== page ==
Patients who develop autonomic denervation dermatitis following bilateral TKRs often present with unilateral disease, although bilateral presentations have been reported.

How do clinical features vary in differing types of skin?

There are no reports in the literature of different clinical presentations in various skin types, however erythema is often less apparent in darker skin types, which may affect the appearance of the rash.

What are the complications of autonomic denervation dermatitis?

Autonomic denervation dermatitis may result in:

  • Reduction in patient satisfaction following surgery, especially if significant pruritus occurs or rehabilitation is affected
  • Secondary infection.

No functional limitations have been reported.

How is autonomic denervation dermatitis diagnosed?

Autonomic denervation dermatitis is diagnosed clinically. Bacterial swabs can be considered to exclude infection. 

Skin biopsy is not routinely required for diagnosis. Histology shows subacute or chronic spongiotic dermatitis with a lymphocytic infiltrate.

Patch testing is often negative and is not routinely required. However, a minority of patients test positive to chromate, nickel, or cobalt; the significance of this is unclear. 

What is the differential diagnosis for autonomic denervation dermatitis?

What is the treatment for autonomic denervation dermatitis?

Autonomic denervation dermatitis responds well to regular and liberal topical emollients and topical corticosteroids. In severe cases, oral steroids can be considered.

How do you prevent autonomic denervation dermatitis?

The aim is to reduce the risk of iatrogenic nerve injury during surgery through careful dissection, minimising pressure from retractors, considering alternative surgical incisions, and preoperative counselling.

What is the outcome for autonomic denervation dermatitis?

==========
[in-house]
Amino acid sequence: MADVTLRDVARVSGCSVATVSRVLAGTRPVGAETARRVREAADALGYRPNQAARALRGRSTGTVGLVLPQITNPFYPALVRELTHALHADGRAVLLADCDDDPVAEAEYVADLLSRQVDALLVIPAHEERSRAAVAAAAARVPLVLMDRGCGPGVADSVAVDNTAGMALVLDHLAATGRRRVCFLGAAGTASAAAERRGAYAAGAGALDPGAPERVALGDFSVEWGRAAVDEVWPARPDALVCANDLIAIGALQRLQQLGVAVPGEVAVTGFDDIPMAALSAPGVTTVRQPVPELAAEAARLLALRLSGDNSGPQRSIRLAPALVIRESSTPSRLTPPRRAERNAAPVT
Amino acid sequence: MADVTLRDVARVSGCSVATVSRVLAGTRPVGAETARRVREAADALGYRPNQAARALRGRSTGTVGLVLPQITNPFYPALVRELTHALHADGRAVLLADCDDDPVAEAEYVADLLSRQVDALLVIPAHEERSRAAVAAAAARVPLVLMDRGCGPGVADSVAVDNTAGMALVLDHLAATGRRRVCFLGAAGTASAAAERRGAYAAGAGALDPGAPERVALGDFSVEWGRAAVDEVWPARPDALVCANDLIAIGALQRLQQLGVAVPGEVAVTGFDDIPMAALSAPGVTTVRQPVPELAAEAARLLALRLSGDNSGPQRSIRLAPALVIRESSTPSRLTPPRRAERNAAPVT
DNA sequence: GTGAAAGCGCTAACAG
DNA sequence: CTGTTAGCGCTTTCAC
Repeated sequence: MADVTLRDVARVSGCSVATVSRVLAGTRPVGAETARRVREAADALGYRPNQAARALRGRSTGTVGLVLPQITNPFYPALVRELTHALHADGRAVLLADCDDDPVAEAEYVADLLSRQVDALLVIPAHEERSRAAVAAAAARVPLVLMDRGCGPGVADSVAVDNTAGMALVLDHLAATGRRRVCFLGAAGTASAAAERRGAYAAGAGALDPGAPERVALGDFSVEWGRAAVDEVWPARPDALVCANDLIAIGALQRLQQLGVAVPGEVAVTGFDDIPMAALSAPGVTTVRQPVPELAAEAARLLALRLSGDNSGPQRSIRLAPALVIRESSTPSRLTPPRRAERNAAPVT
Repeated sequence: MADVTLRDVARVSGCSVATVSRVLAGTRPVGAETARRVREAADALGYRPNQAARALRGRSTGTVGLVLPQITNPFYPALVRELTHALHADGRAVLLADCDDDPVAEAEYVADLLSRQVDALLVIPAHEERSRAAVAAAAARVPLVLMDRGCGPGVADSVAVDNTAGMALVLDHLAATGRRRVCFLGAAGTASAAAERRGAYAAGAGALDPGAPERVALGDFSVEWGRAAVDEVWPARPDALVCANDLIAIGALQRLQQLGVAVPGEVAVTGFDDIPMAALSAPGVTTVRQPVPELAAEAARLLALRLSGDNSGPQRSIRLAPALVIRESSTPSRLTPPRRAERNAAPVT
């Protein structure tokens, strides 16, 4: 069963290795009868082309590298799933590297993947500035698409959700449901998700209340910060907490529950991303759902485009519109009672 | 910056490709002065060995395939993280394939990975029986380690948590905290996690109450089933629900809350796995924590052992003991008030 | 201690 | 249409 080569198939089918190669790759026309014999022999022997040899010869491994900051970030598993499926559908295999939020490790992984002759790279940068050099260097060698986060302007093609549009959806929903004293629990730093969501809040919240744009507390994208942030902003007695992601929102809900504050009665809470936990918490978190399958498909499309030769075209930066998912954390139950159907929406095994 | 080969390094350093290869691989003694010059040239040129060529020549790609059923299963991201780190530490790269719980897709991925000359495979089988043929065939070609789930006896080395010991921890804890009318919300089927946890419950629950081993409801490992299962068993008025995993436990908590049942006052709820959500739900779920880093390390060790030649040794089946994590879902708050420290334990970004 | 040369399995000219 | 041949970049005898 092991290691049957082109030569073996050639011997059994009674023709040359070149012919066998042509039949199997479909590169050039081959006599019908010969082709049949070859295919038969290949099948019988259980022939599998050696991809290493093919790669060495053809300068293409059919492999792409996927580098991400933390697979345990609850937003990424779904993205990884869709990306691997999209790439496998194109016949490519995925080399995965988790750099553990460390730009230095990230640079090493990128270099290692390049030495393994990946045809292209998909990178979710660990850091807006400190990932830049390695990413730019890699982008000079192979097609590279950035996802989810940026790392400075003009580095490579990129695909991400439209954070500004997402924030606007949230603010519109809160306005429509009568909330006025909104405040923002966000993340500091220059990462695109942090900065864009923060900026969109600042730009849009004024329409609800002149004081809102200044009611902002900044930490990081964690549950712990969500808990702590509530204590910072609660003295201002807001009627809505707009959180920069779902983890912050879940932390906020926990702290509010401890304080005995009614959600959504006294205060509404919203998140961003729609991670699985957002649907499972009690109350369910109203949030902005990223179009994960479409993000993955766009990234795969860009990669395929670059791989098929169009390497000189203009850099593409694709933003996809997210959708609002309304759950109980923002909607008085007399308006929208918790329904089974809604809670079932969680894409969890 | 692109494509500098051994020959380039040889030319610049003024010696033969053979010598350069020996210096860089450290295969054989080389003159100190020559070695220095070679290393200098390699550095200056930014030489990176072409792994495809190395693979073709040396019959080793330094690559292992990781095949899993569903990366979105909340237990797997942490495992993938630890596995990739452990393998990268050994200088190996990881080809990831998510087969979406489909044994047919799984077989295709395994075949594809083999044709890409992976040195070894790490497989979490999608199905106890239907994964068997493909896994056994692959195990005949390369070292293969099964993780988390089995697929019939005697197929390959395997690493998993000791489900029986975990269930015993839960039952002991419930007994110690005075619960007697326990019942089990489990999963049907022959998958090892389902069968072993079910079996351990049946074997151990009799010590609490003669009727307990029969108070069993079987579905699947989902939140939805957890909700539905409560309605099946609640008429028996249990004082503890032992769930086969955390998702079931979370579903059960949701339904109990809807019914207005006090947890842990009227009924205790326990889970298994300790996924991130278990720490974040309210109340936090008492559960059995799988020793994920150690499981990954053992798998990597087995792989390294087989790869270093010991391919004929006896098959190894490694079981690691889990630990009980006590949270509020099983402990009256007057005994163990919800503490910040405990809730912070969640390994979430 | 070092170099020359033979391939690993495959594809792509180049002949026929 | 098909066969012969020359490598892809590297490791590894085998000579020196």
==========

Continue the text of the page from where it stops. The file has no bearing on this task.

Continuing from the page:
Autonomic denervation dermatitis gradually resolves with topical treatment in the majority of patients. The associated sensory loss often resolves due to reinnervation. Some patients experience relapses, especially in the winter.



  • Dhillon MS, Jindal K, Shetty VD, et al. Autonomic denervation dermatitis: A relatively undocumented ‘ADD’itional complication of total knee replacements and other surgeries around the knee. Indian J Orthop. 2021;55(5):1068–1075. doi: 10.1007/s43465-021-00520-4. Article
  • Hruza LL. Saphenous vein graft donor site dermatitis. case reports and literature review. Arch Dermatol. 1993;129(5):609–612. doi: 10.1001/archderm.129.5.609. Journal
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  • Nazeer M, Ravindran R, Katragadda BC, et al. SKINTED: A rare complication after total knee arthroplasty. Arthroplast Today. 2020;6(4):1028–1032. doi: 10.1016/j.artd.2020.10.004. Journal
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  • Verma SB, Mody BS. Explaining a hitherto nameless condition: ‘SKINTED’. Clin Exp Dermatol. 2009;34(7):e465–6. doi: 10.1111/j.1365-2230.2009.03522.x. Journal
  • Verma SB, Mody B, Gawkrodger DJ. Dermatitis on the knee following knee replacement: A minority of cases show contact allergy to chromate, cobalt or nickel but a causal association is unproven. Contact Dermatitis. 2006;54(4):228–229. doi: 10.1111/j.0105-1873.2006.0775o.x. Journal